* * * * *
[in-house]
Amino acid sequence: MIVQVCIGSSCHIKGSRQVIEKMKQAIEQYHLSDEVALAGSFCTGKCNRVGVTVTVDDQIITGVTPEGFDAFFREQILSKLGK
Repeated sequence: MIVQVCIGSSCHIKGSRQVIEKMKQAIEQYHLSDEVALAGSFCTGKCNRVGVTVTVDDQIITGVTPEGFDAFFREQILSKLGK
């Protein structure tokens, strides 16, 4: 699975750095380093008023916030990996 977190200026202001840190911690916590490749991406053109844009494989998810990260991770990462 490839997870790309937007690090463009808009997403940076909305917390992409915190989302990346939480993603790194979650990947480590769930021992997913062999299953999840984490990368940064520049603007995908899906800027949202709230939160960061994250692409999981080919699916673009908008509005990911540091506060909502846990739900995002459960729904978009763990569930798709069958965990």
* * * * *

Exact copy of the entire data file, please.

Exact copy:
[in-house]
Amino acid sequence: MIVQVCIGSSCHIKGSRQVIEKMKQAIEQYHLSDEVALAGSFCTGKCNRVGVTVTVDDQIITGVTPEGFDAFFREQILSKLGK
Repeated sequence: MIVQVCIGSSCHIKGSRQVIEKMKQAIEQYHLSDEVALAGSFCTGKCNRVGVTVTVDDQIITGVTPEGFDAFFREQILSKLGK
């Protein structure tokens, strides 16, 4: 699975750095380093008023916030990996 977190200026202001840190911690916590490749991406053109844009494989998810990260991770990462 490839997870790309937007690090463009808009997403940076909305917390992409915190989302990346939480993603790194979650990947480590769930021992997913062999299953999840984490990368940064520049603007995908899906800027949202709230939160960061994250692409999981080919699916673009908008509005990911540091506060909502846990739900995002459960729904978009763990569930798709069958965990």